CSI - Series Fan Fiction ❯ Sit Vis Tecum ❯ Prologue ( Prologue )
[ T - Teen: Not suitable for readers under 13 ]
Sit Vis Tecum
Highway 95 - Clark County, Nevada
Approximately Five Miles Southeast of Indian Springs
Warrick Brown rolled to a stop behind the Indian Springs Sheriff's sedan on the left shoulder of Highway 95 and cut the engine on the county SUV. Before he killed the lights, he happened to glance at his partner for this case, then did a double-take at the eerily cast green glow from the dash combined with an unnatural inner light that brightened Greg Sander's eyes. Warrick just shook his head and grasped the handle on the driver's door; he knew what had the junior CSI so excited.
It was this place.
“Man, do you realize that we're just a stone's throw from Area 51?” Greg said.
Warrick merely groaned.
To Warrick, it was just the middle of BFE, in the middle of the night, and was most likely an unremarkable DB. Drunk, probably. Or stoned. Or the victim of someone who was drunk or stoned. Either way, it would be routine. Do the walk-through, grid the scene, take the pictures, collect the evidence, get the statements, and then wait around for the county to get a chopper out there to air-lift the body out of the ravine and back to the morgue. If he was lucky, he might make it back to the lab before the sun rose, but he wasn't holding his breath.
The acrid smell of singed electrical wiring, gasoline and fried rubber smacked him in the face the instant he opened the driver's door. The report had mentioned that the vehicle was in flames when the Deputy on duty had first arrived on the scene, and Warrick caught glimpses of thin smoke tendrils in the red and blue strobes of the cruiser's lights.
As he and Greg pulled their kits from the back of the SUV, Warrick took in everything within his line of sight. The flares on the blacktop to direct what little traffic that might come through here this time of night around the scene, the Sheriff's sedan and the Deputy's directly in front of it, both left of center on the sandy shoulder. The smoking remains of a Hummer sat sideways in the middle of the south-bound lane, and one spot light was trained on it, while the spot from the Sheriff's car was aimed down the shoulder, into a rocky ravine. Someone was sitting at the passenger side of the Deputy's car, head between his knees, and Warrick grimaced when he could see light reflect off of a puddle between his feet. “Great,” he said as the person in the passenger seat coughed wetly and then added to the puddle. “What do you wanna bet the scene's been contaminated?”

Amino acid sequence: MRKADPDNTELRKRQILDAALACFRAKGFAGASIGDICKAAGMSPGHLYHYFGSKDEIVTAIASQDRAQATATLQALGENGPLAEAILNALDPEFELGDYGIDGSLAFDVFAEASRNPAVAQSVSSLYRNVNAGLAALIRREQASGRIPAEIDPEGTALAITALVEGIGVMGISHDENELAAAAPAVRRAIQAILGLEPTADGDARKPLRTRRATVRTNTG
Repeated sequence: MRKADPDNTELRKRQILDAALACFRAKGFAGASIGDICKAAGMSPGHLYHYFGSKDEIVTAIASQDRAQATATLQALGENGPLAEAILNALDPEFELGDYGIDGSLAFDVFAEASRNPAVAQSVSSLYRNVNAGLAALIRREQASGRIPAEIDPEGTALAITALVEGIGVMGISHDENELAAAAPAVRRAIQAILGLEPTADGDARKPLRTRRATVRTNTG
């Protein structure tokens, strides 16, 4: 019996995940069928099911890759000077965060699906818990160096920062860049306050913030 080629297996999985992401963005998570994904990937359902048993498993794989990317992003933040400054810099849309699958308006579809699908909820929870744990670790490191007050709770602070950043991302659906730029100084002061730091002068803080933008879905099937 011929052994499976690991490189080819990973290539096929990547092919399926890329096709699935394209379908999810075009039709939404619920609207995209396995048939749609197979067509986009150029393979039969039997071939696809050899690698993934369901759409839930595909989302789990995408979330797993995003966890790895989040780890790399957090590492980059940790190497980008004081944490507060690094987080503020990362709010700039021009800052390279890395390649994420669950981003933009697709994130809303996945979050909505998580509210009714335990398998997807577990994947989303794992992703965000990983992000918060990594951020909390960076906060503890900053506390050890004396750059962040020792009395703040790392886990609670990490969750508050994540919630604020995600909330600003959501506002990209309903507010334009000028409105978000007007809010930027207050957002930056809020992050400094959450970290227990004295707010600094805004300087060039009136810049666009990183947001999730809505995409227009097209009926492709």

Greg's annoyance reflected Warrick's. There was always a chance that the average civvie would stumble upon a gruesome DB and blow their chow all over the scene. It's happened often enough that none of the CSIs expected any less when they knew it was a jogger or hiker or someone vacationing from Podunkville, but they expected local law enforcement to have stronger stomachs. If nothing else, have enough sense to puke away from the body. Preferably far away. Warrick hoped that was the case tonight.
“I'll let you collect that sample,” Greg quipped and Warrick bit back a smart-assed response because the Sheriff was striding up to them.
The back-light distorted the shape somewhat, but Warrick didn't miss the feminine curves or the fact that she was on the short side. He was still stunned when she stopped directly in front of him, and he had to look down. She couldn't have been more than 5'3”, with an intensity of gaze in her light eyes and a firmness in her freckled face that told Warrick immediately that she was former military. That might make things a little easier, he thought.
She nodded stiffly and said, “Sheriff Ang Branaugh.”
Warrick made the introductions for himself and Greg, then with a firm handshake that he was sure was going to leave a bruise on his hand later, the formalities and stiffness melted away. With a tired look and a jerk of her head, she led Warrick and Greg toward the ravine where the spot was trained.